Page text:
For months now, the economic prophets have been saying a recession is coming. I'm not an economist, but I have been running a small home-based business for decades. I've been through good times and bad. My particular industry — journalism — is in trouble. But then, it's always been in trouble.
I keep looking ahead, and I don't see a recession coming.
What do I know that others don't? Not much, but when I look at the same inflation, unemployment, market numbers, and other economic data. I come away with an entirely different view. I don't understand why the "experts" don't see it either.
For instance, we all know that major tech companies are laying off tens of thousands of people. They're all clearly scared by the potential of recession.
Should they be? The overall stock market's top gainers are Apple, up 36%; Microsoft, up 37%; Alphabet, up 39%; and Amazon, up 44%. Even Netflix, perhaps the weakest of the FAANG stocks, hit a new 52-week high earlier this month.
Indeed, the overall stock market has been heading upward for months. The S&P 500 is up nearly 20% from its October lows. I don't do much with stocks — the companies I know best are the same ones I cover as a journalist, so I don't invest in them — but even I can tell this looks a heck of a lot more like a bull market than a bear one.
Did big tech really need to lay off so many workers? I don't think so.
Wait, what's this? According to the US Bureau of Labor Statistics (BLS), the total nonfarm payroll employment increased by 339,000 in May. The agency also reported there were 10.1 million job openings at the end of April, with 1.8 vacancies for every unemployed person.
I hear about this every day from my fellow small business owners. There's not one of them that's fully staffed. Is your business? I doubt it.
As for the overall economy, it keeps growing. No matter how much the Federal Reserve keeps pumping up interest rates, people keep buying stuff. True, they may not be buying as many houses with prices and interest rates continuing upward, but everything else seems to be moving off store shelves.
Inflation continues to be a pain. It's at 4.9% now. On the other hand, private-sector wages are up to 5.1%. It's not much of a win for workers, but it's a win.
It's not as if businesses have been hurting, even with the higher interest rates. The oil and gas energy companies, such as ExxonMobil, Shell, and Chevron, for example, are seeing record corporate profits. Oh, and the car companies? True, sales are down, but their profits were the best in six years.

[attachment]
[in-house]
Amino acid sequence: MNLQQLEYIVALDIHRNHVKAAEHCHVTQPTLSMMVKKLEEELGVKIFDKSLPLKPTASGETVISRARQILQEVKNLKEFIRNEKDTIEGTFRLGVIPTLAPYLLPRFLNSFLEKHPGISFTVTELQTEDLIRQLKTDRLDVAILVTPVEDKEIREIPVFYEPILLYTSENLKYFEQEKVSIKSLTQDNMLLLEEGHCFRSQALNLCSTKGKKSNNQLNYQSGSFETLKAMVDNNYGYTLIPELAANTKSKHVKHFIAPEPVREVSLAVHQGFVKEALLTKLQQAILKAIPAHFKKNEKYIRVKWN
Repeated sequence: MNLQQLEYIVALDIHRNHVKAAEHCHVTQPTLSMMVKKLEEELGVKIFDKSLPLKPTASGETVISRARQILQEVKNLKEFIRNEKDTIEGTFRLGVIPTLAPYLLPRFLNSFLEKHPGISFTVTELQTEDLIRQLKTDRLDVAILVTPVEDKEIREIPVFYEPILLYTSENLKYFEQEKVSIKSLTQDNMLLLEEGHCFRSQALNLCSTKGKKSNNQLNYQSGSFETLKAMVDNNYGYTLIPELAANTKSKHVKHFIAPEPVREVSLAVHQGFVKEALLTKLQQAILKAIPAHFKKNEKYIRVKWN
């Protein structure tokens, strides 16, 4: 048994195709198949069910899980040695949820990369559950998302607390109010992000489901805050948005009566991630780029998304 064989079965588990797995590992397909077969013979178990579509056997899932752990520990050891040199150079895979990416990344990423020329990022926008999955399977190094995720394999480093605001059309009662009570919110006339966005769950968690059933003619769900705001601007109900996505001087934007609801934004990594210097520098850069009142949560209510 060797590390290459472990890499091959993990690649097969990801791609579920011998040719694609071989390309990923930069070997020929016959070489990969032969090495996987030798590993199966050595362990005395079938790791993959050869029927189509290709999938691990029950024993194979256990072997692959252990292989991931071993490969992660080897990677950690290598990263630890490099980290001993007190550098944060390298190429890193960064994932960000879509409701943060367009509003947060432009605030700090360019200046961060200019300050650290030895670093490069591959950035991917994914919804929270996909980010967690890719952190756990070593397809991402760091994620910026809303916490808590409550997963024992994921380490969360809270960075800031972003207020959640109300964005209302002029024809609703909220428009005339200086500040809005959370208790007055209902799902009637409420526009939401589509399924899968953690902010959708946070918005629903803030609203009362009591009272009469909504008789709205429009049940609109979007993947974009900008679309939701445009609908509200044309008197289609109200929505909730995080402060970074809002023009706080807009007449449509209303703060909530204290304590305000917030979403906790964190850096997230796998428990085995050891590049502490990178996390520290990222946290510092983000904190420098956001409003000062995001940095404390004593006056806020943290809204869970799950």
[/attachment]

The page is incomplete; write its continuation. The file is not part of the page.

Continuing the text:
If this is a recession, it sure doesn't look like any I've ever seen!
The immediate threats to the economy have calmed, including recent worries about the US debt ceiling. Those fears evaporated when the President and Congress came to an agreement on federal spending agreement.
Our worries about banking have also cooled. The fall of the Silicon Valley Bank and other major banks did not lead to a ‘30s-style banking or ‘80s-era savings and loan collapse.
True, Russia's invasion of Ukraine continues to rattle the world's nerves, but, short of a Russian nuclear attack or a major Ukrainian military disaster, the world economy seems stable. (And, if those happen, we'll have a lot more to worry about than a recession.)
I'm not the only one who now thinks we're not in much danger from a recession these days. Goldman Sachs lowered its expectations for a US recession back to 25%.
Other financial giants are still worried. Sameer Samana, Wells Fargo Investment Institute senior global market strategist, told CNN that investors should “avoid getting sucked into this as a new bull market. Keep perspective of what this is, which is a very tantalising bear market rally.”
A 20% rise isn't tantalising. It's a real bull rally.
Now, my company will never be in the stock market. And my business has its own specific woes — companies are now under the delusion that AI is ready for work — but you know what? I'm tired of worrying. When I look at the economy, I feel optimistic. So should you. And you plan for the year ahead with that in mind.